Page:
For one, it contains a group of digestive enzymes called amylases.
Digestive enzymes break down large food molecules so that they can be easily absorbed.
Amylases break down complex carbs into sugars, such as glucose and maltose. These enzymes are more active in ripe mangoes, which is why they’re sweeter than unripe ones.
Moreover, since mango contains plenty of water and dietary fiber, it may help solve digestive problems like constipation and diarrhea.
One four-week study in adults with chronic constipation found that eating mango daily was more effective at relieving symptoms of the condition than a supplement containing a similar amount of soluble fiber.
This indicates that mango has other components aside from dietary fiber that aid digestive health.
May Support Eye Health
Mango is full of nutrients that help support healthy eyes.
Two key nutrients are the antioxidants lutein and zeaxanthin. These accumulate in the retina of the eye, the part that converts light into brain signals so your brain can interpret what you’re seeing, especially at its core, the macula.
Inside the retina, lutein and zeaxanthin act as a natural sunblock, absorbing excess light. In addition, they appear to protect your eyes from harmful blue light.
Mangoes are also a good source of vitamin A, which supports eye health.
A lack of dietary vitamin A has been linked to dry eyes and nighttime blindness. More severe deficiencies can cause more serious issues, such as corneal scarring.
Mango is high in vitamin C, which promotes healthy hair and skin.
This vitamin is essential for making collagen, a protein that gives structure to your skin and hair. Collagen gives your skin its bounce and combats sagging and wrinkles.
Additionally, mango is a good source of vitamin A, which encourages hair growth and the production of sebum, a liquid that helps moisturize your scalp to keep your hair healthy.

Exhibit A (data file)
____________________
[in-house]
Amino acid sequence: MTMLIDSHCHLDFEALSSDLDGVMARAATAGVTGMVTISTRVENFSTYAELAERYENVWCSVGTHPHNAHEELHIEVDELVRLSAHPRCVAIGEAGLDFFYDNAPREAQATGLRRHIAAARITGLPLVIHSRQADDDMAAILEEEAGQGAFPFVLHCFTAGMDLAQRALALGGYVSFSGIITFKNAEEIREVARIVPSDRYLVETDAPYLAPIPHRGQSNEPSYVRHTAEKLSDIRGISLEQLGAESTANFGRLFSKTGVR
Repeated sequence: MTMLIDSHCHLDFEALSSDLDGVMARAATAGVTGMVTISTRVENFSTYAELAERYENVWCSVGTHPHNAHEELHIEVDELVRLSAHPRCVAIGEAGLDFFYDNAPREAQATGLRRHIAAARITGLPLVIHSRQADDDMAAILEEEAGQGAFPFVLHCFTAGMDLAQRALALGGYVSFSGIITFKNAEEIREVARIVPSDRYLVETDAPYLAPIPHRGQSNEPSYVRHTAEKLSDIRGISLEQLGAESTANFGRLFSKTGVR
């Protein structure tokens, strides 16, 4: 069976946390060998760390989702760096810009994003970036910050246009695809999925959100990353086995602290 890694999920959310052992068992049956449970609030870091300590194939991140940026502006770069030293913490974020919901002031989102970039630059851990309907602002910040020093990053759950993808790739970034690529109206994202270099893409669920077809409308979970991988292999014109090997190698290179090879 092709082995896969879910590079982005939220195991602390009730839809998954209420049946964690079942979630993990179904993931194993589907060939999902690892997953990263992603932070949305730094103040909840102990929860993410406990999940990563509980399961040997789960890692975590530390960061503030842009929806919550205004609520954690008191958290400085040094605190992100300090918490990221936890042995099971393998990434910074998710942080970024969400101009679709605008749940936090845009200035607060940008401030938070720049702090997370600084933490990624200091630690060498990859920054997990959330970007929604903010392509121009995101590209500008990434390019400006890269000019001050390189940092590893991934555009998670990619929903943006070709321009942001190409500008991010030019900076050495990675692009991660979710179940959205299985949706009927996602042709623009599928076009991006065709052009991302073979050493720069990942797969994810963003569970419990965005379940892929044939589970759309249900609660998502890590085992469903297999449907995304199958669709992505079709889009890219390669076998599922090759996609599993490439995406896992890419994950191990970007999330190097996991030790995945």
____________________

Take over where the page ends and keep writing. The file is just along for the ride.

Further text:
What’s more, vitamin A and other retinoids migrate to your skin and protect it from the sun.
Aside from vitamins A and C, mango is high in polyphenols, which function as antioxidants.
These antioxidants help protect hair follicles against damage from oxidative stress.
Mango is high in polyphenols, which may have anticancer properties.
Polyphenols can help protect against oxidative stress, which is linked to many types of cancer.
Test-tube and animal studies found that mango polyphenols reduced oxidative stress and stopped the growth or destroyed various cancer cells, including leukemia and cancer of the colon, lung, prostate and breast.
Mangiferin, a major polyphenol in mango, has recently gained attention for its promising anticancer effects. In animal studies, it reduced inflammation, protected cells against oxidative stress and either stopped the growth of cancer cells or killed them.
While these studies are promising, human studies are needed to better understand mango polyphenols anticancer effects in people.
Mango is delicious, versatile and easy to add to your diet.
However, it can be difficult to cut due to its tough skin and large pit.
A good idea is to cut long vertical slices 1/4 inch (6 millimeters) away from the middle to separate the flesh from the pit. Next, cut the flesh into a grid-like pattern and scoop it out of the rind.
Here are some ways you can enjoy mango:
- Add it to smoothies.
- Dice it and add to salsas.
- Toss it into a summer salad.
- Slice it and serve it along with other tropical fruits.
- Dice it and add to quinoa salads.
Keep in mind that mango is sweeter and contains more sugar than many other fruits. Moderation is key — it’s best to limit mango to no more than two cups (330 grams) per day at most.